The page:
But, if you just got a new PC with Windows 11 pre-installed, you may want to, at least, consider getting Start 11 $6 or StartAllBack $5. Especially, if you liked the way Windows 7 looked. (And you want to restore the taskbar functionality you had with Windows 10)

    I DO NOT recommend that you downgrade to Windows 10 if you can avoid it. Why go to all that trouble? When you can instead, try the inexpensive (5 or 6 dollars) Start Menu apps and/or the free registry hack that should fix the problems you have with Windows 11. (Both Start apps have a thirty-day trial period for you to decide if you like them.)

    Don't reduce your PC security or take the chance of introducing device driver problems by downgrading from Windows 11 to Windows 10! (Not to mention: Wasted time and unnecessary extra expense. Read on about how to fix Windows 11)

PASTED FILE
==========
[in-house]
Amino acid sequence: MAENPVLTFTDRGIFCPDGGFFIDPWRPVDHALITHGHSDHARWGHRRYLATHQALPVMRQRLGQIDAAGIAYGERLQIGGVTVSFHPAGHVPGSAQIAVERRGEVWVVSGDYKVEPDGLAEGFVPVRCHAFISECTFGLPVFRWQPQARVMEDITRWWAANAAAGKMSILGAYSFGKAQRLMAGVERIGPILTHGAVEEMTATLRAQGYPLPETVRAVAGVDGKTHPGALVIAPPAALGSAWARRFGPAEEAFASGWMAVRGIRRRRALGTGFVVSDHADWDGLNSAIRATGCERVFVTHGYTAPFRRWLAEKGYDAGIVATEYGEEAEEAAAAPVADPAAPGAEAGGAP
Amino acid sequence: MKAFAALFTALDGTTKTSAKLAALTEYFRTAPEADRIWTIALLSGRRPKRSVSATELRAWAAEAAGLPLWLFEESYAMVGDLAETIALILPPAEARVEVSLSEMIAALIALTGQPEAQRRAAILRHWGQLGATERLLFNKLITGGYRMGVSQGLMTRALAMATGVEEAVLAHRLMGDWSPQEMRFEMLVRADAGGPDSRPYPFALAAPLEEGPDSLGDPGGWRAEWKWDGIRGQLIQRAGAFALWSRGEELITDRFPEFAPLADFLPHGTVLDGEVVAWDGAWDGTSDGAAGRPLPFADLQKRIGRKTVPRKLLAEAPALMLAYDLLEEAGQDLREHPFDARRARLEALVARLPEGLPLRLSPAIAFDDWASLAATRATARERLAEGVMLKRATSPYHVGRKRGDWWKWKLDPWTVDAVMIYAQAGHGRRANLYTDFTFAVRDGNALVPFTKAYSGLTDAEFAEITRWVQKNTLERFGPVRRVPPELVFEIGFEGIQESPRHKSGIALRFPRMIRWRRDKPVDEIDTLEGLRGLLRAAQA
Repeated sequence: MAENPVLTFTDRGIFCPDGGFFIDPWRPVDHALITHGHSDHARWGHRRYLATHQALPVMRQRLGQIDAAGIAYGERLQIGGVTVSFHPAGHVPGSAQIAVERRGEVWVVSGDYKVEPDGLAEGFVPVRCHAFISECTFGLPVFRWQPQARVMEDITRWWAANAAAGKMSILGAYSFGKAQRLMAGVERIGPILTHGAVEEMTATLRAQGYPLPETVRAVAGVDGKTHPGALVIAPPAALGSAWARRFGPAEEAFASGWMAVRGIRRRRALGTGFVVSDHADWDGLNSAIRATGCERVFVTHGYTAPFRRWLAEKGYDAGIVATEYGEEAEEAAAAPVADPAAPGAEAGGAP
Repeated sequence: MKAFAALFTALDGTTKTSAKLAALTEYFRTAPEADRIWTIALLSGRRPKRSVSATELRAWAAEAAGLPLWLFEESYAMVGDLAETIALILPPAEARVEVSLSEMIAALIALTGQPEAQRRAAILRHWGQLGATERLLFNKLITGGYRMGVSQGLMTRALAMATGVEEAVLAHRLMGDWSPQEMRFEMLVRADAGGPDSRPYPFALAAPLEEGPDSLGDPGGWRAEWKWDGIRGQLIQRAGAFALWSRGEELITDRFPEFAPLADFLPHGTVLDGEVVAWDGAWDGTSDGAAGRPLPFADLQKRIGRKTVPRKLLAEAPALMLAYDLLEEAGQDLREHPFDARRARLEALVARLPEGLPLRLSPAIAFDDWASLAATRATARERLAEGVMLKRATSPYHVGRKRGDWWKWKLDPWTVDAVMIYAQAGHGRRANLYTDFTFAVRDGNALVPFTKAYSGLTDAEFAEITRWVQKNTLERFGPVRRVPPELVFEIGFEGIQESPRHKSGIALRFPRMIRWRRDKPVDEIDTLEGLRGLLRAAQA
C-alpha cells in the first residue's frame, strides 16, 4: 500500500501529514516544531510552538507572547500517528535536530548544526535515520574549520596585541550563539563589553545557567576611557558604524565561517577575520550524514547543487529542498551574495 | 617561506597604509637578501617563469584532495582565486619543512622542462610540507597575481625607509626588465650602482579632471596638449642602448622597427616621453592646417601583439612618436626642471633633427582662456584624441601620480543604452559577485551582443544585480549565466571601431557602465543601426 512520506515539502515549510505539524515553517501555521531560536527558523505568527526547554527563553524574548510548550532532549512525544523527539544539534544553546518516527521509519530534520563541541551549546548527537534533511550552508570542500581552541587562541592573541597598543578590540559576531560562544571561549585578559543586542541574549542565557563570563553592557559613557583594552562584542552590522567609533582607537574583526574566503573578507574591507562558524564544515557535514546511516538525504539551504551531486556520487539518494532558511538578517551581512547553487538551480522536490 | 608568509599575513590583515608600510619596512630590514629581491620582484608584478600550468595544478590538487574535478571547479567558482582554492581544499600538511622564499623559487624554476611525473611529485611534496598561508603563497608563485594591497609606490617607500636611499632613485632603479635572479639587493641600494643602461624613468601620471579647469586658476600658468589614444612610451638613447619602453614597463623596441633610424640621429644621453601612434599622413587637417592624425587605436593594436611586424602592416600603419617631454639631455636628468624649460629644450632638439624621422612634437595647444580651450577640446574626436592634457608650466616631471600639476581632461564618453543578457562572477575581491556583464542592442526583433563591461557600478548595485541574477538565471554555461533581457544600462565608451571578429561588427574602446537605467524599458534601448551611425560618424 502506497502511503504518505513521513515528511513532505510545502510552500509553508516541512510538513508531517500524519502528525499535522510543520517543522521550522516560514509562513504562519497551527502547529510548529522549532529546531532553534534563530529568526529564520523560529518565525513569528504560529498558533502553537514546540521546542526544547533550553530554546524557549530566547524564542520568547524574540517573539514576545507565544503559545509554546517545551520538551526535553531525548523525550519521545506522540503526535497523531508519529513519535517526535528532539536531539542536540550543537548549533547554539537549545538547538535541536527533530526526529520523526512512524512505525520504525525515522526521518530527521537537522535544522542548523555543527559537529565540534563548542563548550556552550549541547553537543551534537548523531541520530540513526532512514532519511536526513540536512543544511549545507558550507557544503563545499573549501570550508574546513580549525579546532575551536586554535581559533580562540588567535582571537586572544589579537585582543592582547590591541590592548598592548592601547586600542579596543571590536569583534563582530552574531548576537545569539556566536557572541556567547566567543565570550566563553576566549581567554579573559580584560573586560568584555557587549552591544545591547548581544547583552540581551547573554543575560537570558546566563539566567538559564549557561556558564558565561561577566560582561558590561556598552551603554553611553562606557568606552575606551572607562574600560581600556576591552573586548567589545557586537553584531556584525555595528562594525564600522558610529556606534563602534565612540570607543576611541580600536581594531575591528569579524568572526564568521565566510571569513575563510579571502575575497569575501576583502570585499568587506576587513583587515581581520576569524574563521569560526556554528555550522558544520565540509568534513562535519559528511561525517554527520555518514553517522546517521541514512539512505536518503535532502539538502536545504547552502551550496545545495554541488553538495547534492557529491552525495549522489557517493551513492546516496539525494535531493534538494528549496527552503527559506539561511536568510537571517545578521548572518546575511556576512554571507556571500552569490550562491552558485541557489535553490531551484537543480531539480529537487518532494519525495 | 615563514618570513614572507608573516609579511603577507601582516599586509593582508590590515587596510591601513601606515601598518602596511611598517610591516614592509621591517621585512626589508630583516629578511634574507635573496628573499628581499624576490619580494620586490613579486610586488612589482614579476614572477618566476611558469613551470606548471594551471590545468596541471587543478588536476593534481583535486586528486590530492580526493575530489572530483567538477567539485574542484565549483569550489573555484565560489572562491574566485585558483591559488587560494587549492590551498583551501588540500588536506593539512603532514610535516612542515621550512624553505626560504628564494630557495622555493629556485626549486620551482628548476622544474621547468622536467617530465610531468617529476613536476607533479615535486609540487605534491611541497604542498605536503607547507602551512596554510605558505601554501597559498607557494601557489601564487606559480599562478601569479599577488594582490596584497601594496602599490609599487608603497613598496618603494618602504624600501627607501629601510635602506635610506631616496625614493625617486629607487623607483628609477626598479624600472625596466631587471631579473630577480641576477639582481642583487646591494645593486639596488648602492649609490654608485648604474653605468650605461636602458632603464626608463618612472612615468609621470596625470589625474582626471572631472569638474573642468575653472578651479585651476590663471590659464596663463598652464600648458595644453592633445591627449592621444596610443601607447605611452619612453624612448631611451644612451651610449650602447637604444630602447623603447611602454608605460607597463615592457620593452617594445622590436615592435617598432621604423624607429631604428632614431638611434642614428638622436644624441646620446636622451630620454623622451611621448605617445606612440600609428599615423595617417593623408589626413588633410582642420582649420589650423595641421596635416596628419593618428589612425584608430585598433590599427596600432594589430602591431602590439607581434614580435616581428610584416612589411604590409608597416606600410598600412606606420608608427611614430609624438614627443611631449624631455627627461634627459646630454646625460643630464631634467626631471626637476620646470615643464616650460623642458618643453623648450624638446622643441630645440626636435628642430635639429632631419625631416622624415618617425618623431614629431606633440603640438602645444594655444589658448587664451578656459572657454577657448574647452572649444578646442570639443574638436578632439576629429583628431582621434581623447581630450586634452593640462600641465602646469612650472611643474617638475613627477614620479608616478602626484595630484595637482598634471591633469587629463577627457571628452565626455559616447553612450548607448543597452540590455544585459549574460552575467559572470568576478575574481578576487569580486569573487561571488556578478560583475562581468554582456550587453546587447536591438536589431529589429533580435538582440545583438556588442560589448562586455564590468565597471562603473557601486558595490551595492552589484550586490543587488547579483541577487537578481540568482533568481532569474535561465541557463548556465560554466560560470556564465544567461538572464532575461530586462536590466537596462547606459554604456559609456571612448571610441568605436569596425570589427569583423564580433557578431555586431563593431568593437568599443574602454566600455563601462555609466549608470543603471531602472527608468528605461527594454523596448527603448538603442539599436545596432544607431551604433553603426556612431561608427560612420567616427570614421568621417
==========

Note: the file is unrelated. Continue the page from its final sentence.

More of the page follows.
However, if it's only the Start Menu that you don't like (it's no wonder, because it sucks!) then install the free Open Shell utility, the successor to Classic Shell that still works with Windows 11. However, it doesn't do anything for restoring lost taskbar and lost context menu functionality from Windows 10.
    For help with taskbar problems download a free app called ExplorerPatcher (Scroll down to How To and click the Setup Program link to download) Check out the features for ExplorePatcher at the Wiki page.

    Don't Miss: Tested: StartAllBack fixes what we hate about Windows 11 From PC World Magazine.

    And: How to make Windows 11 look like Windows 10 From PC World Magazine.

    Finally: How to replace your Windows 11 Start menu with a third-party app